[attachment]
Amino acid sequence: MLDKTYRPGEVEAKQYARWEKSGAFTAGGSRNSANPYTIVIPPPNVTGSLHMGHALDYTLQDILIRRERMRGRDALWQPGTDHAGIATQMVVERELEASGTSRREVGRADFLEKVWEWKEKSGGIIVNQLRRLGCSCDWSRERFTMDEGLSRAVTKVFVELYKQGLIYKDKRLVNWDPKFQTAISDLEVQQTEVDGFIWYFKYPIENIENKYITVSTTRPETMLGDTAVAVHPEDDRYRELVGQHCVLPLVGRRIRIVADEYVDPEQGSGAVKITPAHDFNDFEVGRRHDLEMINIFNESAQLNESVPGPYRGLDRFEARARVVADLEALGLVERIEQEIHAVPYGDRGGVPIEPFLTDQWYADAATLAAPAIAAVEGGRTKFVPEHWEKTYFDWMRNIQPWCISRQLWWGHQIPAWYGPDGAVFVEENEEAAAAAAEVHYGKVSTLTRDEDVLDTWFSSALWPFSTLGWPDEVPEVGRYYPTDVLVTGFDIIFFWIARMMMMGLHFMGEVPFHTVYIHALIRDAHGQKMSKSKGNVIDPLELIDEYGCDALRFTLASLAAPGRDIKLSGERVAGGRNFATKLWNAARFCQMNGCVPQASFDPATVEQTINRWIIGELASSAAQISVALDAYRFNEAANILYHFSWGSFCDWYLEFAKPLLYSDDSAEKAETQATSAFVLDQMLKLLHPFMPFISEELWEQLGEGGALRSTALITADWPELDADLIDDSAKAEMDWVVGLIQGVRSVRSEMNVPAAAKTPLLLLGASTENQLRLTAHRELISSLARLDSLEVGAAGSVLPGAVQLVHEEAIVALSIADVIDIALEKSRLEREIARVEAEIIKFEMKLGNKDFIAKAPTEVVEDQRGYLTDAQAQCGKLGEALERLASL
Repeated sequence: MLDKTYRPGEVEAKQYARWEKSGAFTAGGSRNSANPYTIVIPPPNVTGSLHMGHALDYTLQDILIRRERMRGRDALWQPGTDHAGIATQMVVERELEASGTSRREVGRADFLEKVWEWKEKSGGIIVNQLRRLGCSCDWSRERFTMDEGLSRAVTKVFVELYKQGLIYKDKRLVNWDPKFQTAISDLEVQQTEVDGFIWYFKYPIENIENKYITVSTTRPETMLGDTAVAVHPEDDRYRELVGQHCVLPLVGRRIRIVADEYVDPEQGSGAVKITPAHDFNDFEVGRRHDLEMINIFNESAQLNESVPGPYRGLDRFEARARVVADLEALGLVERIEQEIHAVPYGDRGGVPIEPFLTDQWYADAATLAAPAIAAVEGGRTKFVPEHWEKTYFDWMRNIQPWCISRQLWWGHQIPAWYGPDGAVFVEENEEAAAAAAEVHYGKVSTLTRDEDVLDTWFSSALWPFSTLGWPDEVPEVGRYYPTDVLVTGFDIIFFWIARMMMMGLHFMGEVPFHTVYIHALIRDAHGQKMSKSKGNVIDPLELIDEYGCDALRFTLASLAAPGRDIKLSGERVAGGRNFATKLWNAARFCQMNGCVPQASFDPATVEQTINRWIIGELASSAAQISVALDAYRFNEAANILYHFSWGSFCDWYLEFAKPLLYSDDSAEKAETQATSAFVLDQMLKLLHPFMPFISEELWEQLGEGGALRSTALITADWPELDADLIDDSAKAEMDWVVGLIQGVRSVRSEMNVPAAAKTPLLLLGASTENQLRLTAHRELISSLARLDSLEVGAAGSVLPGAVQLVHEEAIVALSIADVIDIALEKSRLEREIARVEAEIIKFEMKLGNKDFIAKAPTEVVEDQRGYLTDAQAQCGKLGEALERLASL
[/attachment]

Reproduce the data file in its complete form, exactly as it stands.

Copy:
Amino acid sequence: MLDKTYRPGEVEAKQYARWEKSGAFTAGGSRNSANPYTIVIPPPNVTGSLHMGHALDYTLQDILIRRERMRGRDALWQPGTDHAGIATQMVVERELEASGTSRREVGRADFLEKVWEWKEKSGGIIVNQLRRLGCSCDWSRERFTMDEGLSRAVTKVFVELYKQGLIYKDKRLVNWDPKFQTAISDLEVQQTEVDGFIWYFKYPIENIENKYITVSTTRPETMLGDTAVAVHPEDDRYRELVGQHCVLPLVGRRIRIVADEYVDPEQGSGAVKITPAHDFNDFEVGRRHDLEMINIFNESAQLNESVPGPYRGLDRFEARARVVADLEALGLVERIEQEIHAVPYGDRGGVPIEPFLTDQWYADAATLAAPAIAAVEGGRTKFVPEHWEKTYFDWMRNIQPWCISRQLWWGHQIPAWYGPDGAVFVEENEEAAAAAAEVHYGKVSTLTRDEDVLDTWFSSALWPFSTLGWPDEVPEVGRYYPTDVLVTGFDIIFFWIARMMMMGLHFMGEVPFHTVYIHALIRDAHGQKMSKSKGNVIDPLELIDEYGCDALRFTLASLAAPGRDIKLSGERVAGGRNFATKLWNAARFCQMNGCVPQASFDPATVEQTINRWIIGELASSAAQISVALDAYRFNEAANILYHFSWGSFCDWYLEFAKPLLYSDDSAEKAETQATSAFVLDQMLKLLHPFMPFISEELWEQLGEGGALRSTALITADWPELDADLIDDSAKAEMDWVVGLIQGVRSVRSEMNVPAAAKTPLLLLGASTENQLRLTAHRELISSLARLDSLEVGAAGSVLPGAVQLVHEEAIVALSIADVIDIALEKSRLEREIARVEAEIIKFEMKLGNKDFIAKAPTEVVEDQRGYLTDAQAQCGKLGEALERLASL
Repeated sequence: MLDKTYRPGEVEAKQYARWEKSGAFTAGGSRNSANPYTIVIPPPNVTGSLHMGHALDYTLQDILIRRERMRGRDALWQPGTDHAGIATQMVVERELEASGTSRREVGRADFLEKVWEWKEKSGGIIVNQLRRLGCSCDWSRERFTMDEGLSRAVTKVFVELYKQGLIYKDKRLVNWDPKFQTAISDLEVQQTEVDGFIWYFKYPIENIENKYITVSTTRPETMLGDTAVAVHPEDDRYRELVGQHCVLPLVGRRIRIVADEYVDPEQGSGAVKITPAHDFNDFEVGRRHDLEMINIFNESAQLNESVPGPYRGLDRFEARARVVADLEALGLVERIEQEIHAVPYGDRGGVPIEPFLTDQWYADAATLAAPAIAAVEGGRTKFVPEHWEKTYFDWMRNIQPWCISRQLWWGHQIPAWYGPDGAVFVEENEEAAAAAAEVHYGKVSTLTRDEDVLDTWFSSALWPFSTLGWPDEVPEVGRYYPTDVLVTGFDIIFFWIARMMMMGLHFMGEVPFHTVYIHALIRDAHGQKMSKSKGNVIDPLELIDEYGCDALRFTLASLAAPGRDIKLSGERVAGGRNFATKLWNAARFCQMNGCVPQASFDPATVEQTINRWIIGELASSAAQISVALDAYRFNEAANILYHFSWGSFCDWYLEFAKPLLYSDDSAEKAETQATSAFVLDQMLKLLHPFMPFISEELWEQLGEGGALRSTALITADWPELDADLIDDSAKAEMDWVVGLIQGVRSVRSEMNVPAAAKTPLLLLGASTENQLRLTAHRELISSLARLDSLEVGAAGSVLPGAVQLVHEEAIVALSIADVIDIALEKSRLEREIARVEAEIIKFEMKLGNKDFIAKAPTEVVEDQRGYLTDAQAQCGKLGEALERLASL